BTW, Jimmy once e-mailed me, but I said I was reactive. You'll also note that I didn't comment on the main point about whether Chicago is segregated, which we know it is. However, my viewpoint is that much of one racial group has exited the city (especially the near West and South sides) in the past 10 years, and I don't mean the whites.

  • There is currently more CHA being developed for state street.Why is it that the majority of this "affordable housing" is only slated for areas that already have an disporpotionate amount of this housing(middle class black areas)? They are using our communities as dumpining areas to preserve downtown and trendy areas of the north side. Its already hard enough to get development on the south side and the city and alderpeople are contributing to this.

    Dowell just wants to dilute the middlle class(like Brookings) so she can ensure her continual re-election as she knows the south loop won't support her. She knows the middle class would challenge her and hold her accountable and she can't have that. I hope the black middle class is paying attention to how the black politicans are actually working against them. This is true for Brookings also, what happened in the remap was just dispicable.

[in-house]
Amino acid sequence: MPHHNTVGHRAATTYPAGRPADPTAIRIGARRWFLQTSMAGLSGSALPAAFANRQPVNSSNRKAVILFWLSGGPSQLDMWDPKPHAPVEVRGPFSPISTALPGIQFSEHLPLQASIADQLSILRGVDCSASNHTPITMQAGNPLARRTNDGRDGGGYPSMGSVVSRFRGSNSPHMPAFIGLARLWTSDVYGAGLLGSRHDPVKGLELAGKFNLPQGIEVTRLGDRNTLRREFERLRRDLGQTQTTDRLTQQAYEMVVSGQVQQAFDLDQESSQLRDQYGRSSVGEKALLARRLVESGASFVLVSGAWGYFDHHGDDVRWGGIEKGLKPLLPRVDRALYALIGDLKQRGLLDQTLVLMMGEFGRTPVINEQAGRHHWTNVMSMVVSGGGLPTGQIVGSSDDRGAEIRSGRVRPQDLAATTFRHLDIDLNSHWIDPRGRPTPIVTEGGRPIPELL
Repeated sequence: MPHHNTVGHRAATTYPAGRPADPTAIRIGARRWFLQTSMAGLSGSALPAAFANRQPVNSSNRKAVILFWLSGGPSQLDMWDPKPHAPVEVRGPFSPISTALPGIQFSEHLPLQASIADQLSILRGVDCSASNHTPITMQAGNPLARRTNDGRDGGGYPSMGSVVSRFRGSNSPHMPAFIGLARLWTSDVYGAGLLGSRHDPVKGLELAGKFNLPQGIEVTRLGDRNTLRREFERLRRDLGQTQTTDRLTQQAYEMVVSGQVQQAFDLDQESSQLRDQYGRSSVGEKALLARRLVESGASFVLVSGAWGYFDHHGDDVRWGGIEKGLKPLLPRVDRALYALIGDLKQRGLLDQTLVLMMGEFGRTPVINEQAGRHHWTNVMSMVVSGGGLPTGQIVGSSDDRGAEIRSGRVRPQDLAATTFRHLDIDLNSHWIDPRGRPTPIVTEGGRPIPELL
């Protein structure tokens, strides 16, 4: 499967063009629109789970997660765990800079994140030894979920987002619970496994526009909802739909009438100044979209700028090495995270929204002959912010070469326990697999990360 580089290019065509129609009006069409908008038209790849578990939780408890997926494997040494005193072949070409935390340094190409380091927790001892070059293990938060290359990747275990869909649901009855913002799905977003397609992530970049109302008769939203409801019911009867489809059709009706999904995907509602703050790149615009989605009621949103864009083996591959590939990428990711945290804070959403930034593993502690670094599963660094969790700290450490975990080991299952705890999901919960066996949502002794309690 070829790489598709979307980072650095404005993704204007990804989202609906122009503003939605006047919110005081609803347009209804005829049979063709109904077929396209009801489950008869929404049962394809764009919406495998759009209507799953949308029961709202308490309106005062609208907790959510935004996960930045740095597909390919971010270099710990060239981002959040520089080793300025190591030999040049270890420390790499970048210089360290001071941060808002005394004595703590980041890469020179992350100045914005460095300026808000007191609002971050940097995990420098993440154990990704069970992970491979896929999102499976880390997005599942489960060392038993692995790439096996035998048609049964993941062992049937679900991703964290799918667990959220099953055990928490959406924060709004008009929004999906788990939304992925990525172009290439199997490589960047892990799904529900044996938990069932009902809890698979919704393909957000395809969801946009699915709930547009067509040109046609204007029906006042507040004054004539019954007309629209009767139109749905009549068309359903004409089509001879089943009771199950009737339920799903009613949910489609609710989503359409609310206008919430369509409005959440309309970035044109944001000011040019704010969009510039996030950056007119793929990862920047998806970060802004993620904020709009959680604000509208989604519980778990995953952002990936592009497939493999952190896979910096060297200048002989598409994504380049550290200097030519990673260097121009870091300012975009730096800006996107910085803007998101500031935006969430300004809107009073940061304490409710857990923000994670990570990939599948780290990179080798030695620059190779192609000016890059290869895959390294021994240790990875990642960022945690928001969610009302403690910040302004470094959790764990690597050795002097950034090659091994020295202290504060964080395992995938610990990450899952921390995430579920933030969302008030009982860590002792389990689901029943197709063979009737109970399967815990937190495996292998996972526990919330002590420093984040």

Everyone contact your federal senator/reps and the republicans and tell them u support cutting of the HUD budget. Cut the budget so that there is only enough for seniors, the disabled, and returning vets. Also tell everyone you know and in community meetings. You don't have to vote for the republicans, just let them know that they have your support for these cuts. The budget cuts will Force CHA to sell their public housing to the private market and there will be less section 8 in your area raising property values.

    Black people should be the most vocal of everyone as our areas are used as areas to dump them(section 8 public housing). THEN PEOPLE ALWAYS WONDER WHY THE BLACK AREAS OF TOWN ARE ALWAYS THE SLUMS. The black politicans don't care about the black community they only care about their power. They continue to undermine progress and blame racism for the non progress , while they are the actual problem ie Dowell, Sawyer,and Brookings.

    Lets vote based on candiates who will represent our interest whether they be gay, lesbian, republican, green party, white, asian etc.